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Thousands forced to flee as Arizona wildfire rages

By the CNN Wire Staff
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Record-setting wildfire in Arizona
  • NEW: Officials order a partial evacuation of the Arizona town of Eagar
  • NEW: The latest orders raise the number of fire evacuees to more than 5,000
  • The fire has scorched 311,481 acres in eastern Arizona so far
  • Forecasters warn of an elevated fire risk Tuesday and Wednesday

(CNN) -- A fast-moving wildfire in eastern Arizona forced the evacuation Tuesday of up to 3,000 additional people, a Red Cross official said, as crews continued to battle the blaze.

Residents living in areas south of State Highway 260 and east of Greer, including South Fork and parts of Eagar, have been told to leave their homes, fire officials said.

The evacuees will join the estimated 2,700 people already on the road in eastern Arizona.

"We're probably in the range of between 5,500 and 5,700 people," said Mark Weldon, spokesman for the Arizona Red Cross.

Fire fighters struggled Tuesday to gain the slimmest of advantages over the Wallow Fire that has already burned more than 300,000 acres. Just 10 structures have been lost.

The fire produced dense plumes of smoke that were visible from space and thick enough to reduce visibility to less than a mile in some places, the National Weather Service said in an air-quality alert Tuesday.

Authorities ordered the evacuations of the Arizona cities Greer and Sunrise on Monday.

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Meanwhile, New Mexico officials told residents in the town of Luna to be prepared to leave, according Terri Wildermuth, a spokeswoman for the Incident Management Team that is overseeing firefighting efforts.

The Arizona blaze is beginning to threaten neighboring New Mexico, and spillover smoke pushed by high winds disrupted flights and prompted an air quality alert on the other side of the border, authorities said Tuesday.

"I'm starting to feel like I've been chain-smoking and all my cloths smell like I've been camping," said CNN iReporter Eric Place, who lives in Albuquerque, New Mexico. "Sometimes, not like huge flakes, but little ash particles, are visible."

In Arizona, the Red Cross has set up an evacuation center at Blue Ridge High School in Lakeside.

So far, around 75 evacuees have checked into the shelter, said Weldon, though not everyone was expected to stay overnight.

More than 2,000 firefighters are engaged in the fight against the fire, along with 20 helicopters, 141 fire engines, 46 water tenders and eight bulldozers, according to officials.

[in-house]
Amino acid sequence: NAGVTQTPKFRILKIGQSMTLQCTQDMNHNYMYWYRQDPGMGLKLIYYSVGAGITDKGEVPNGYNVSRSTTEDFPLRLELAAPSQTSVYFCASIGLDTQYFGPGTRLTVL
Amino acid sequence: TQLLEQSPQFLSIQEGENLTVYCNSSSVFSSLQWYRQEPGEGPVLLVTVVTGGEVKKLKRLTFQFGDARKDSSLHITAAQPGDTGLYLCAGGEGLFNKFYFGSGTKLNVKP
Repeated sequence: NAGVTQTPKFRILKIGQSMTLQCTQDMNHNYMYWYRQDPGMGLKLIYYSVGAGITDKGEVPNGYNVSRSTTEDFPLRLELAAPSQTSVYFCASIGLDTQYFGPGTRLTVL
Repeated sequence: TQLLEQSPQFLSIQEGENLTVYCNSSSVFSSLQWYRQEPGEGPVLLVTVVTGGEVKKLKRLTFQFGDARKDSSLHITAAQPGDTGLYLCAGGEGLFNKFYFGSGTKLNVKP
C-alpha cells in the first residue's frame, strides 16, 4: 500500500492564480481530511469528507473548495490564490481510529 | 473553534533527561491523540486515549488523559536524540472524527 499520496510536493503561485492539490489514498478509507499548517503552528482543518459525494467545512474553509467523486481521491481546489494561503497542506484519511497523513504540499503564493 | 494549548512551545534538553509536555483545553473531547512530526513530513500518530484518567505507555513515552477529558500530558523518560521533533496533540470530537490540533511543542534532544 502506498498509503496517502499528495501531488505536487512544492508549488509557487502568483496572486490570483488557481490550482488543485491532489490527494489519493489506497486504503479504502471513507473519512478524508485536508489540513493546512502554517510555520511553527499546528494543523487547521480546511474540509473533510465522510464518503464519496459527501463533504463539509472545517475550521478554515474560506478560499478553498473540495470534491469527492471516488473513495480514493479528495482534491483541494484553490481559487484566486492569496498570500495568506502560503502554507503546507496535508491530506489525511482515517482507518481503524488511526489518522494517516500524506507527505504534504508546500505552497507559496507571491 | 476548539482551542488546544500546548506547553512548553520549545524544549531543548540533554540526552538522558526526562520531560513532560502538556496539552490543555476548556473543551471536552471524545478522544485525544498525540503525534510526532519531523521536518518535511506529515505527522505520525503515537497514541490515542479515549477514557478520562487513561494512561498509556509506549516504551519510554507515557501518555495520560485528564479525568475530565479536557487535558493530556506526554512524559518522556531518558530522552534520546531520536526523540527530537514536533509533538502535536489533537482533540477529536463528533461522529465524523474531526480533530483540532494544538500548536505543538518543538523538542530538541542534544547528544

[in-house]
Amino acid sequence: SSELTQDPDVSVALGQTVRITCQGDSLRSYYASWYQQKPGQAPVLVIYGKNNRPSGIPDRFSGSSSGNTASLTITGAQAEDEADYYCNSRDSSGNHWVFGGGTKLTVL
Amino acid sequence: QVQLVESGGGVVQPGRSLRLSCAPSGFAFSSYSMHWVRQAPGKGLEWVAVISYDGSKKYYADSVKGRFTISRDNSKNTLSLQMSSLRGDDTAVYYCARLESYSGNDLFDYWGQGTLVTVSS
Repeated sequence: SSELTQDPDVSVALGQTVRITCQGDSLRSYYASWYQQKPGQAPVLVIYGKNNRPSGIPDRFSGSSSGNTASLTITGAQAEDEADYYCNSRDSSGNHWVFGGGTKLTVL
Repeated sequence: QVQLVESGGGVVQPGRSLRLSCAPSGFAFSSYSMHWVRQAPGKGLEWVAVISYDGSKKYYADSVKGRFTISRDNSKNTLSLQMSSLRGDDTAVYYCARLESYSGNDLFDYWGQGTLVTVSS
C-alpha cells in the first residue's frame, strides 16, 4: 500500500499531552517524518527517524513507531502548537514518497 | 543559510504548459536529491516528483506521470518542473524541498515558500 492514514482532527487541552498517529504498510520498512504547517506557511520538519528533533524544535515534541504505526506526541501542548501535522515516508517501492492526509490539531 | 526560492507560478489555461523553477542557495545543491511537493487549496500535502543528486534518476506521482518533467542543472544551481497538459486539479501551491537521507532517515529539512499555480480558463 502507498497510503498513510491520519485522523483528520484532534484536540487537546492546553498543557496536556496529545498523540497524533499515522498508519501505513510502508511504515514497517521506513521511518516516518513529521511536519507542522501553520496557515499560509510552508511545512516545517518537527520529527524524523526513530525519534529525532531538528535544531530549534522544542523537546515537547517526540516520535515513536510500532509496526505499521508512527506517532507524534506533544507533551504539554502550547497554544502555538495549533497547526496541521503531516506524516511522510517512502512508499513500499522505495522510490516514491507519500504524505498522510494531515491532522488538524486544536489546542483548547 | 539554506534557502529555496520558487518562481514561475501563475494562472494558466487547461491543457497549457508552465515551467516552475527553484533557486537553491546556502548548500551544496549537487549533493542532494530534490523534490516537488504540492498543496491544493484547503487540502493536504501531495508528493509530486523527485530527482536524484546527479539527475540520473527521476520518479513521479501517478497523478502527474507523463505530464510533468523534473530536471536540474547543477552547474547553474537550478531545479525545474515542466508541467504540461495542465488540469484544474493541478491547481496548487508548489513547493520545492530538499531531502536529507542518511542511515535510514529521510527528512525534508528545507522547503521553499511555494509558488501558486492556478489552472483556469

The blaze remained at 0% containment Tuesday night.

The National Weather Service warned critical fire weather, with low humidity and high winds, would continue at least through Wednesday in Arizona. The National Interagency Fire Center said similar conditions would heighten the risk of fires across the southwest, including Arizona, New Mexico, southeastern Colorado and west Texas.

Some Arizonans displaced by the fire have second-guessed their decisions to leave their homes. Displaced resident Patrick Tureson told Phoenix-based CNN affiliate KNXV that life as evacuee is "horrible."

"I don't have a lot of hope right now," he said.

Tureson said he and his wife, Randa, received a call from fire officials Sunday night recommending they abandon their Coyote Canyon home.

"We wanted to stay but ended up leaving because it was getting worse and worse," Tureson told KNXV. "That fire was headed right towards me. It's just a bad situation."

The Wallow fire, which began May 29, has scorched 311,481 acres so far along the state's eastern border. Additionally, low humidity and high winds are fueling fires elsewhere in the state.

That includes three separate blazes that have consumed 165,017 acres in the Coronado National Forest, one of which has been burning since May 8, according to InciWeb, an Internet state-by-state database of active wildfires and other disasters.

Winds have also hampered the efforts of firefighters who've come to Arizona from across the United States to help battle the Wallow fire. That includes grounding planes that otherwise could be used to douse the flames from the air, Wildermuth said.

On Monday, the size of the fire jumped 21% as it spread to more than 40,000 acres.

"We had a hard day today," Joe Reinarz, an incident commander, told those attending a town hall meeting in Greer on Monday. "I don't know exactly where that fire is at this moment, because it is moving so fast."

"Tomorrow, (the wind) is supposed to pick back up all through Thursday," he said. "We've got two or three days ahead ... that will try all of us."

While there have been no significant injuries so far, officials and area residents complained of heavy smoke that has blanketed the area like fog.

The fire has bedeviled fire crews with its unpredictable path, thanks to wind gusts that have carried burning embers up to three miles.

Apache County Deputy Chief Sheriff Brannon Eagar on Monday evening urged people in the area, even if they haven't been ordered to evacuate yet, to get ready to leave.

"They can't predict how fast it's going to go," Eagar said at the town hall event in Greer. "So make sure, please, you get ready.

"If I can convince anybody, please go. It'll make your life so much easier," he added. "This thing is huge."

CNN's Phil Gast, Dana Ford and Ben Smith contributed to this report.